CORPORATE PARTNERS OF THE NEW WORLD ORDER
It was at the 1999 WEF in Davos, that United Nations Secretary General, Kofi Annan, announced the UN’s “compact for the new century” with transnational corporations.
During his speech to assembled delegates, Annan stated “at a global level, corporate control of the political and economic landscape is being achieved by a new partnership forged with the United Nations (UN). The business community is fast becoming one of the United Nations’ most important allies. A fundamental shift has occurred in the UN-business relationship. The United Nations has developed a profound appreciation for the role of the private sector: its expertise, its innovative spirit, its unparalleled ability to create jobs and wealth. At the same time, business and industry are recognising the many virtues of the Organisation’s work for political and social stability and for a predictable, rule-based environment for trade and investment. In a world of common challenges and common vulnerabilities, the United Nations and business are finding common ground.”
“The dialogue between the United Nations and the business community is based on the conviction that expanding markets and human security and well-being go hand in hand. That is why the Organization’s doors are open to you as never before.”
The UN Secretary General then went on to elaborate upon the ways that a ‘creative partnership’ between the UN and the private sector could flourish. “The goals of the United Nations and those of business can, indeed, be mutually supportive,” he said.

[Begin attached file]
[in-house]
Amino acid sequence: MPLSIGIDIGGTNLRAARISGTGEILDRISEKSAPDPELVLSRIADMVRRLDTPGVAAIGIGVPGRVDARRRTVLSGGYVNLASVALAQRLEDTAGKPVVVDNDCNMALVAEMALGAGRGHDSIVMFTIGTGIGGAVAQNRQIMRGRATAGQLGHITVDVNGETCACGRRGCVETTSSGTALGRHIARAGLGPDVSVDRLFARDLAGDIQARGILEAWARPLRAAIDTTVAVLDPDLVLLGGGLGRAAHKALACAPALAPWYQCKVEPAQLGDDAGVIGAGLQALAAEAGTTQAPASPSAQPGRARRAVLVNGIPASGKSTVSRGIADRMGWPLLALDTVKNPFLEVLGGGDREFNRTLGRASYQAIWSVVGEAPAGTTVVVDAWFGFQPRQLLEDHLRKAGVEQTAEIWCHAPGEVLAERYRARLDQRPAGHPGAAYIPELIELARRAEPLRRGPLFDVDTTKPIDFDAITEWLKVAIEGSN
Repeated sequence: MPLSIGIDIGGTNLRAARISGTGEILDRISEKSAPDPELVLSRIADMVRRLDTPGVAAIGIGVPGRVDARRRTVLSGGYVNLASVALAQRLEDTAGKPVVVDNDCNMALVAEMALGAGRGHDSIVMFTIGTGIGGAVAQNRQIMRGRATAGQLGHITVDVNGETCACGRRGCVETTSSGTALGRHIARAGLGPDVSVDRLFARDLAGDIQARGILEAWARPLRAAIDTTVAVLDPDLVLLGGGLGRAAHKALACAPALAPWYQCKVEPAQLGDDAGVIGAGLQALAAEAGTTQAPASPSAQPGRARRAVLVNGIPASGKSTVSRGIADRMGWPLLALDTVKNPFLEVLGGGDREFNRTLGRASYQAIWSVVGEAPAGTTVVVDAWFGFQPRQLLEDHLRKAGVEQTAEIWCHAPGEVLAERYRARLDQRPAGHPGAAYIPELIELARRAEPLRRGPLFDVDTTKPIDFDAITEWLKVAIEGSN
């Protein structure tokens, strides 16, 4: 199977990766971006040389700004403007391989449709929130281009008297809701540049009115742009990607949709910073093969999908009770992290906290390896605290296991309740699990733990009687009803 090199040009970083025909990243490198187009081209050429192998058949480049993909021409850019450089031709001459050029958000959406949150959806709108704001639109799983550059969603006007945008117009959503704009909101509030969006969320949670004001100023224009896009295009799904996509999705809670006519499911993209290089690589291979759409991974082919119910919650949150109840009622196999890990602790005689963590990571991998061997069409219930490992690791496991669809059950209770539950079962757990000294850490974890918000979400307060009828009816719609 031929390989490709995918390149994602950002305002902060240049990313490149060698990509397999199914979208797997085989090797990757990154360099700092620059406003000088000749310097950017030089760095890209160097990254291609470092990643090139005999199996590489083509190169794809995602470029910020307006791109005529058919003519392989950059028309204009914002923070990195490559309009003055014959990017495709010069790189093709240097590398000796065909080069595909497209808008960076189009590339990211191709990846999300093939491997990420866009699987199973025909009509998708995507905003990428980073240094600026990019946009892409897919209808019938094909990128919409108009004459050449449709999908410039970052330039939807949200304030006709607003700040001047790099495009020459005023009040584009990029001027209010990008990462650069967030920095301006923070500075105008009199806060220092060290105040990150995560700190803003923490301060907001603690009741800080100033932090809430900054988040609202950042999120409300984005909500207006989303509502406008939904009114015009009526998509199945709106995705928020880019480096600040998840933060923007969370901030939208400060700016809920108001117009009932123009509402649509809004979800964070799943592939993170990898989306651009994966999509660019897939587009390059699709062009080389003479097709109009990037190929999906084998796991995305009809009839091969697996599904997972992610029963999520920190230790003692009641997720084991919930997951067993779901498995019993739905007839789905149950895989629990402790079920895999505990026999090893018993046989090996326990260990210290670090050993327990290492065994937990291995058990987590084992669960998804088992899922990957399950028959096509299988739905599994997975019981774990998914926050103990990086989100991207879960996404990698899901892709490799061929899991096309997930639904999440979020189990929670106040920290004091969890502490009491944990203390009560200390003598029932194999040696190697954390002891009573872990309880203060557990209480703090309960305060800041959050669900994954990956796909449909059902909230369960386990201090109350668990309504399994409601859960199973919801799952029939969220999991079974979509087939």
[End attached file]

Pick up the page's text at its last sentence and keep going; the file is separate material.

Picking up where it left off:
He described human rights abuses, dwindling labour standards and environmental degradation as “legitimate concerns…but restrictions on trade and impediments to investment flows are not the best means to use when tackling them… instead, we should find ways to achieve our proclaimed standards by other means.”
Discussing these “other means”, Kofi Annan advised that one way would be through the international policy arena. “You (the World Economic Forum membership) can encourage States to give us the multilateral institutions, the resources and the authority we need to do our job.”
Evidence of this new corporate alliance within the UN is growing steadily. The United Nations Development Program, with a mission of serving the world’s poor, has solicited funds from global corporations who are paying $50 000 each for UNDP patronage privileges. In return, the corporations receive special UNDP sanctioned logos. Their financial contributions are held by the UNDP sponsored Global Sustainable Development Facility, an entity which the contributors themselves manage. Sponsors benefit from the advice and support of the UNDP through a special relationship which affords corporations unprecedented access to the UNDP’s network of offices, high level governmental contracts and reputation. Some of the transnationals which have contributed to the GSDF include:
Dow Chemical (USA)
Rio Tinto PLC (Britain)
Owens Corning (USA)
Oracle Corporation (USA)
ABB Group (Sweden/Switzerland)
Cultor Coproration (Finland)
ESKOM (South Africa)
Hennes and Mauritz (Sweden)
IKEA International (Sweden)
Telia AB (Sweden)
The UN’s corporate agenda is continuing to gain momentum with the recent announcement that the UN High Commissioner on Refugees is co-chairing a new organisation – the Business Humanitarian Forum – with UNOCAL, a company with one of the worst human rights and environment records in the world. Sitting together on the Board of this new organisation, which has been endorsed by Kofi Annan, are both UNICEF – an advocate for children’s rights – and Nestle, a company which continues to violate a UN code of conduct on infant formula designed to protect children.